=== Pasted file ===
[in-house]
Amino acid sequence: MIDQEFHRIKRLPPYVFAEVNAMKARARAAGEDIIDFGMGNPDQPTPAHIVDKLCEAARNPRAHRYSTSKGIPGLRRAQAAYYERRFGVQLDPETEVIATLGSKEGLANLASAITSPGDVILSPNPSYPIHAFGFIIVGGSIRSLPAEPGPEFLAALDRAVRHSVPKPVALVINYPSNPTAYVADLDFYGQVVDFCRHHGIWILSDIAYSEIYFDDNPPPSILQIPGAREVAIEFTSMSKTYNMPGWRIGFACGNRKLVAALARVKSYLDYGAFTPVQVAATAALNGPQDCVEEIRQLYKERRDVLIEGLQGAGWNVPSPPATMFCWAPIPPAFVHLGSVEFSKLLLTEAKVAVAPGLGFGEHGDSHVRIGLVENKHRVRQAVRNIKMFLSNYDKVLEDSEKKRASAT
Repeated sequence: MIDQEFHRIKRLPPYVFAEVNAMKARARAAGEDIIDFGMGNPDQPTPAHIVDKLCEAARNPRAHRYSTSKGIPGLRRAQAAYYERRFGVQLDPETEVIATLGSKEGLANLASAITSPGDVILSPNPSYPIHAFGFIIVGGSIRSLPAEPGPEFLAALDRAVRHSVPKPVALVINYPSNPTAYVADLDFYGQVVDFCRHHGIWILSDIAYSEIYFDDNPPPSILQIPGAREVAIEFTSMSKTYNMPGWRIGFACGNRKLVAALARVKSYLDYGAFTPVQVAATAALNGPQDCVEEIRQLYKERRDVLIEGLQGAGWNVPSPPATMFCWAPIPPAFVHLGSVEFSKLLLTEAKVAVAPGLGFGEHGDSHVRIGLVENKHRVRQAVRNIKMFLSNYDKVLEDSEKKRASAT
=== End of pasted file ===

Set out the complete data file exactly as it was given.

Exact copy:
[in-house]
Amino acid sequence: MIDQEFHRIKRLPPYVFAEVNAMKARARAAGEDIIDFGMGNPDQPTPAHIVDKLCEAARNPRAHRYSTSKGIPGLRRAQAAYYERRFGVQLDPETEVIATLGSKEGLANLASAITSPGDVILSPNPSYPIHAFGFIIVGGSIRSLPAEPGPEFLAALDRAVRHSVPKPVALVINYPSNPTAYVADLDFYGQVVDFCRHHGIWILSDIAYSEIYFDDNPPPSILQIPGAREVAIEFTSMSKTYNMPGWRIGFACGNRKLVAALARVKSYLDYGAFTPVQVAATAALNGPQDCVEEIRQLYKERRDVLIEGLQGAGWNVPSPPATMFCWAPIPPAFVHLGSVEFSKLLLTEAKVAVAPGLGFGEHGDSHVRIGLVENKHRVRQAVRNIKMFLSNYDKVLEDSEKKRASAT
Repeated sequence: MIDQEFHRIKRLPPYVFAEVNAMKARARAAGEDIIDFGMGNPDQPTPAHIVDKLCEAARNPRAHRYSTSKGIPGLRRAQAAYYERRFGVQLDPETEVIATLGSKEGLANLASAITSPGDVILSPNPSYPIHAFGFIIVGGSIRSLPAEPGPEFLAALDRAVRHSVPKPVALVINYPSNPTAYVADLDFYGQVVDFCRHHGIWILSDIAYSEIYFDDNPPPSILQIPGAREVAIEFTSMSKTYNMPGWRIGFACGNRKLVAALARVKSYLDYGAFTPVQVAATAALNGPQDCVEEIRQLYKERRDVLIEGLQGAGWNVPSPPATMFCWAPIPPAFVHLGSVEFSKLLLTEAKVAVAPGLGFGEHGDSHVRIGLVENKHRVRQAVRNIKMFLSNYDKVLEDSEKKRASAT